less attractive parts on the urban periphery. Spatial development processes, such as suburbanization and urban sprawl common in many cities of Western Europe, suddenly appeared in large postcommunist cities in Central and Eastern Europe with an

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Fostering peace through dialogue

The international social democratic movement and the Israeli-Palestinian conflict

Pentti Väänänen

The Socialist International (SI), the worldwide forum of the socialist, social democratic, and labor parties, actively looked for a solution to the Jewish-Palestinian conflict in the 1980s. At that time, the Israeli Labour Party still was the leading political force in Israel, as it had been historically since the foundation of the country. The Labour Party was also an active member of the SI. The Party’s leader, Shimon Peres, was one of its vice-presidents. At the same time, the social democratic parties were the leading political force in Western Europe. Several important European leaders, many of them presidents and prime ministers, were involved in the SI’s work. They included personalities such as Willy Brandt of Germany; former president of the SI, Francois Mitterrand of France; James Callaghan of Great Britain; Bruno Kreisky of Austria; Bettini Craxi of Italy; Felipe Gonzalez of Spain; Mario Soares of Portugal; Joop de Uyl of the Netherlands; Olof Palme of Sweden; Kalevi Sorsa of Finland; Anker Jörgensen of Denmark; and Gro Harlem Brudtland of Norway—all of whom are former vice-presidents of the SI. As a result, in the 1980s, the SI in many ways represented Europe in global affairs, despite the existence of the European Community (which did not yet have well-defined common foreign policy objectives).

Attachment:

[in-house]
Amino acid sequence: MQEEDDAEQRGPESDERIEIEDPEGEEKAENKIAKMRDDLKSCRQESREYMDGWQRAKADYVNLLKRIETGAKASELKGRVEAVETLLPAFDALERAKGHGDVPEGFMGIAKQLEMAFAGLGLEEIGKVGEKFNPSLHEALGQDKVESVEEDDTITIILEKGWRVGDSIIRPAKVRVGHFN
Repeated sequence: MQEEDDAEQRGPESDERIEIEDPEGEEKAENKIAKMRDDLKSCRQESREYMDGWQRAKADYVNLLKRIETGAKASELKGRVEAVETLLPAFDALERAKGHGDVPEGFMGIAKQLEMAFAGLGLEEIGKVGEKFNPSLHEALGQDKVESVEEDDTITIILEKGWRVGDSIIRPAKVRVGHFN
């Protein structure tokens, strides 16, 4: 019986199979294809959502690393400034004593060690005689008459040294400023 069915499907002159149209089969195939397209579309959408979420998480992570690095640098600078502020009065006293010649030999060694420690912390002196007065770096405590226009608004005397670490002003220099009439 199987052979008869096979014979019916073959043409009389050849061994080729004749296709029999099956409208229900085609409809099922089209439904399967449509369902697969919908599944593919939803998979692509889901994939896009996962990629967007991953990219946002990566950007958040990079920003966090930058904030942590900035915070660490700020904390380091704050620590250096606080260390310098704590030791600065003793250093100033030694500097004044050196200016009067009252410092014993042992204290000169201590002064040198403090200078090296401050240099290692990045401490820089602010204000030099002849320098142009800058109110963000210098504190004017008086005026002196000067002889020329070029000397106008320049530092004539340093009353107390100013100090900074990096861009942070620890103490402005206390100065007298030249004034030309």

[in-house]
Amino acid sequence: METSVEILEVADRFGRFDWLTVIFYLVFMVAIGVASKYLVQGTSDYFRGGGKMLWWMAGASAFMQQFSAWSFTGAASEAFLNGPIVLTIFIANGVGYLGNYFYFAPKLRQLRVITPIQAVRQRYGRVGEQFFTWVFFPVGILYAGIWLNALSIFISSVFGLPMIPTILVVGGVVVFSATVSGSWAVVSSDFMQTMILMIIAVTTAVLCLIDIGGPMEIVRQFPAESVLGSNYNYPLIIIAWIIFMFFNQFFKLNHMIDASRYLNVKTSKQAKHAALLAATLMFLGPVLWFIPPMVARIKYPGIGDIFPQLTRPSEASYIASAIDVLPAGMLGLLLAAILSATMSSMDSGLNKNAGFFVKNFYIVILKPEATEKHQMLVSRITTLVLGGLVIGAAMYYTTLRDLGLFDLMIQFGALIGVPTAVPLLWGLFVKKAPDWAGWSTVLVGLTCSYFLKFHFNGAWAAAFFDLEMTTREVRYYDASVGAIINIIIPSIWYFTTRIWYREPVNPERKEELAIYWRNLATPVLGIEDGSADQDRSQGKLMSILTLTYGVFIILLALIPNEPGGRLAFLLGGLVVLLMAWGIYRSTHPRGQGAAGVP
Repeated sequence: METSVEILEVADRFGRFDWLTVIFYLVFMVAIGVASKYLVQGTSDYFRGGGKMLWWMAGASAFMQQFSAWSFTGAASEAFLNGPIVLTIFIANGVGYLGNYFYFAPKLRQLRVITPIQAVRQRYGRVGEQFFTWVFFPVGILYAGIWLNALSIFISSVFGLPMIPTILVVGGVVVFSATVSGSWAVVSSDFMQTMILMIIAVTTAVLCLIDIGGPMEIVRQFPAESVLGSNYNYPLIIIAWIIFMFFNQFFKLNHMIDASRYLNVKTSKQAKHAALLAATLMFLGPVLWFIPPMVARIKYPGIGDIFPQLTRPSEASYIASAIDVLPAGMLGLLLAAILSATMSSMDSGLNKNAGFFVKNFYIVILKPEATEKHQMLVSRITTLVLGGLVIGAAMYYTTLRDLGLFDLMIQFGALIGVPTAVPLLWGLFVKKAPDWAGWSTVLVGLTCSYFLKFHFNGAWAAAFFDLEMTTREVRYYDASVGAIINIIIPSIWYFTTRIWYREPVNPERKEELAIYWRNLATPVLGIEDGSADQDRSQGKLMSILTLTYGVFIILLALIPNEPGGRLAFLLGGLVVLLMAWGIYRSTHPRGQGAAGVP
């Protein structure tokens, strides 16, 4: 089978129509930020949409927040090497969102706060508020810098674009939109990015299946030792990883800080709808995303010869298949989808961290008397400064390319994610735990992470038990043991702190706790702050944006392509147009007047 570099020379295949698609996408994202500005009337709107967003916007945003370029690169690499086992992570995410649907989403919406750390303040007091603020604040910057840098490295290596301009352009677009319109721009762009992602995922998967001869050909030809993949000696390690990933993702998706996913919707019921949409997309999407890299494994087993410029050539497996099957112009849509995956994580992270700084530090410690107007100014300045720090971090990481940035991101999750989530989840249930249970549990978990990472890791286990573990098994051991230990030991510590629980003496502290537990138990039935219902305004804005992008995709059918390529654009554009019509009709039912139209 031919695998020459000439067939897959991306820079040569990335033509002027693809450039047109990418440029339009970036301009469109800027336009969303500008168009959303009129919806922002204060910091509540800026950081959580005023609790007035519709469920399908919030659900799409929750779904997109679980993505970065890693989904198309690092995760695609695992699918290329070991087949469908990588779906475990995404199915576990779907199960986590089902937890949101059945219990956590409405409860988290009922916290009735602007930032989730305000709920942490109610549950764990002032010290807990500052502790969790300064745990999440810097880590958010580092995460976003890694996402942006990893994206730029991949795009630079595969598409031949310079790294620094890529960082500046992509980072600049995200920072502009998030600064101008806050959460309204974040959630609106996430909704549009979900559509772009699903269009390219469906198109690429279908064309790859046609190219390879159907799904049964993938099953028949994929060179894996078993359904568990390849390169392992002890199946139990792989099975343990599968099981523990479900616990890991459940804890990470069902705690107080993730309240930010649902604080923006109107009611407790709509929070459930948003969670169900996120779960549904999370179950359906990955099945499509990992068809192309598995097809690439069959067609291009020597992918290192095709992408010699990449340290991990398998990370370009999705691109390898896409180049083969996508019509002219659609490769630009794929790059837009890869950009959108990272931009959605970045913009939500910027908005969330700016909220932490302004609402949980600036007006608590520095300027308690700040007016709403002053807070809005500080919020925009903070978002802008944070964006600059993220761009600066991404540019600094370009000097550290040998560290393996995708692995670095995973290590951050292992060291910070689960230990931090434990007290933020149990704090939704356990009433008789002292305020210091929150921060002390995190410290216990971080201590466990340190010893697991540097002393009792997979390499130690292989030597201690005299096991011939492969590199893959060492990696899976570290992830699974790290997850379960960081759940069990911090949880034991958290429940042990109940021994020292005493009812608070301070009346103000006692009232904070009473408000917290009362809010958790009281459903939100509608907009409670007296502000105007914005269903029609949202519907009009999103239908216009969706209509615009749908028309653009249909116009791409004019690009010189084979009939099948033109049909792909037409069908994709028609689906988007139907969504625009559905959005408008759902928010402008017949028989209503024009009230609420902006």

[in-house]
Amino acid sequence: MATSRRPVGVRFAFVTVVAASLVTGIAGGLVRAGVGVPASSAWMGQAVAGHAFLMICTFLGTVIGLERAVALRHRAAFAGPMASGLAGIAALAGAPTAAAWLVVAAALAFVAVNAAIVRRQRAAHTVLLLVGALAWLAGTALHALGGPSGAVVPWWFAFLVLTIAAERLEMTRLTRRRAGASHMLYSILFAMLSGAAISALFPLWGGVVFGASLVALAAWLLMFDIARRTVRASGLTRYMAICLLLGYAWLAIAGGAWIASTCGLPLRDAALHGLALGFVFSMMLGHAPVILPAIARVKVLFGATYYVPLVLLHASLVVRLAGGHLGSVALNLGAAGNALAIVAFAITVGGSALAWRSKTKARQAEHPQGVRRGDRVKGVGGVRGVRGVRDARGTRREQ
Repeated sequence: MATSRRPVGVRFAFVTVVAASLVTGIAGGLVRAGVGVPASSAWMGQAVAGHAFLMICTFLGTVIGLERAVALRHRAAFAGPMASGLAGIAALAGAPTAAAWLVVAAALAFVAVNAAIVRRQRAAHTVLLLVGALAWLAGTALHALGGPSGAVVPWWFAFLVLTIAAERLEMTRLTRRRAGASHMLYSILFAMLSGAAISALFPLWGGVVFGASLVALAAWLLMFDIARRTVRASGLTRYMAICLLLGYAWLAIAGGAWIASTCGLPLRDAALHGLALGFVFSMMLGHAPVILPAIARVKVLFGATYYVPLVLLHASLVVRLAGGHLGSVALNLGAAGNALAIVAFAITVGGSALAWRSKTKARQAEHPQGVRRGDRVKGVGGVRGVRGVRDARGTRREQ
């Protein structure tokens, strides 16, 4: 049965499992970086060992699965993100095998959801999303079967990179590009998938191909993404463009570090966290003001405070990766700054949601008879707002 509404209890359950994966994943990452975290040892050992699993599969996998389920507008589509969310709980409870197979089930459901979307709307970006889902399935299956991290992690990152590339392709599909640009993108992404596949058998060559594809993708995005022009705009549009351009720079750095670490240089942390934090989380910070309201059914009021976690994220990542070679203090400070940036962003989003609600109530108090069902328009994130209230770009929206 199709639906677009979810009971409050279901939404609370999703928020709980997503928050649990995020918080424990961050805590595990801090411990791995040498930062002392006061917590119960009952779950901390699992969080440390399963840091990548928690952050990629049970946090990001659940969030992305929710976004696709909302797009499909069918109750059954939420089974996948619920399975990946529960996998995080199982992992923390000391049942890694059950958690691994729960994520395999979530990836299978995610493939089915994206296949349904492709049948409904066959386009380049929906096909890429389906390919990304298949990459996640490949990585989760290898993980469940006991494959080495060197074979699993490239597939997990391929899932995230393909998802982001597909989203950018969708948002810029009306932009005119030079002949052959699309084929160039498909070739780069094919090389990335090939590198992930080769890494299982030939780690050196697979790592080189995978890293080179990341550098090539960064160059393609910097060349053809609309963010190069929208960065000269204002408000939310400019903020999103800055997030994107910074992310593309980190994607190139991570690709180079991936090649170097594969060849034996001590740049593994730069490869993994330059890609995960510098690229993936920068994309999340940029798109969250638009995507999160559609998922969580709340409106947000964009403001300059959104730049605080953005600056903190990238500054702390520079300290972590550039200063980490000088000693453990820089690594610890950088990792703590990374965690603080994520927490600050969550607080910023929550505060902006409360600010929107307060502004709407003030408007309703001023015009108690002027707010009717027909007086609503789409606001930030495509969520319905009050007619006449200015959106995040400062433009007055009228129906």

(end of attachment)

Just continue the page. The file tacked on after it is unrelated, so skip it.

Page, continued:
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Assisted “voluntary” return of women to Kosovo

Rhetoric and reality within the framework of development

Sandra Sacchetti

Serbia). In the 1960s, countries in Western Europe became emigration destinations for guest workers from Kosovo. In addition, the repressive regime of the erstwhile security police chief Aleksandar Ranković (1945–1966) triggered a significant outflow of

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Improving and protecting human rights

A reflection of the quality of education for migrant and marginalized Roma children in Europe

Silvia-Maria Chireac and Anna Devis Arbona

1,200,000 persons emigrated from the East toward Western Europe. Because of their itinerant lifestyle this has been a common source of misunderstanding and discrimination. Traditionally, the permanent mobility of the communities has been met with

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From philanthropy to impact investing

The case of Luxembourg

Shirlita Espinosa

in Western Europe shape the philanthropic and investment potential of Filipino migrants who settled in the country. The strong financial and economic status of Luxembourg provides an example of new migration-related investment opportunities despite

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Naila Maier-Knapp

. Cohesion In this article, cohesion in the context of regions is conceived differently from conventional conceptions that have been mainly developed within Western European policy and scholarly discourses on integration and community. These conventional